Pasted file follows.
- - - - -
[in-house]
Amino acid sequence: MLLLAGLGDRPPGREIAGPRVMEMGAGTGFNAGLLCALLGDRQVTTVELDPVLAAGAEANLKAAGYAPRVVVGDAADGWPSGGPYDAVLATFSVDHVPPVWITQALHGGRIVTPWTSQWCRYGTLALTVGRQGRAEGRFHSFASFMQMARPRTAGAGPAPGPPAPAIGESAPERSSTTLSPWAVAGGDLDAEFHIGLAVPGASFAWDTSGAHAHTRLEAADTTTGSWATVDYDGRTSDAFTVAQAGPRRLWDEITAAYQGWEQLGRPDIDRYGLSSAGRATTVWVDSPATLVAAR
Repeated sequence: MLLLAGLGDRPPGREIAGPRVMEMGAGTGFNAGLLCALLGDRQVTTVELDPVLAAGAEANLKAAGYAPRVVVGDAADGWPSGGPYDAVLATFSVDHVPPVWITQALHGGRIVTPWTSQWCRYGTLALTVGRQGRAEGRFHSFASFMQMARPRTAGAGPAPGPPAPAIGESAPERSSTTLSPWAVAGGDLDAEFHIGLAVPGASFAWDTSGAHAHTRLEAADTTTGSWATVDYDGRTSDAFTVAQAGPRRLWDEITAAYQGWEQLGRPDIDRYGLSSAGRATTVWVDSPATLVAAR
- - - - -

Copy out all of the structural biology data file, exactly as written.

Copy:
[in-house]
Amino acid sequence: MLLLAGLGDRPPGREIAGPRVMEMGAGTGFNAGLLCALLGDRQVTTVELDPVLAAGAEANLKAAGYAPRVVVGDAADGWPSGGPYDAVLATFSVDHVPPVWITQALHGGRIVTPWTSQWCRYGTLALTVGRQGRAEGRFHSFASFMQMARPRTAGAGPAPGPPAPAIGESAPERSSTTLSPWAVAGGDLDAEFHIGLAVPGASFAWDTSGAHAHTRLEAADTTTGSWATVDYDGRTSDAFTVAQAGPRRLWDEITAAYQGWEQLGRPDIDRYGLSSAGRATTVWVDSPATLVAAR
Repeated sequence: MLLLAGLGDRPPGREIAGPRVMEMGAGTGFNAGLLCALLGDRQVTTVELDPVLAAGAEANLKAAGYAPRVVVGDAADGWPSGGPYDAVLATFSVDHVPPVWITQALHGGRIVTPWTSQWCRYGTLALTVGRQGRAEGRFHSFASFMQMARPRTAGAGPAPGPPAPAIGESAPERSSTTLSPWAVAGGDLDAEFHIGLAVPGASFAWDTSGAHAHTRLEAADTTTGSWATVDYDGRTSDAFTVAQAGPRRLWDEITAAYQGWEQLGRPDIDRYGLSSAGRATTVWVDSPATLVAAR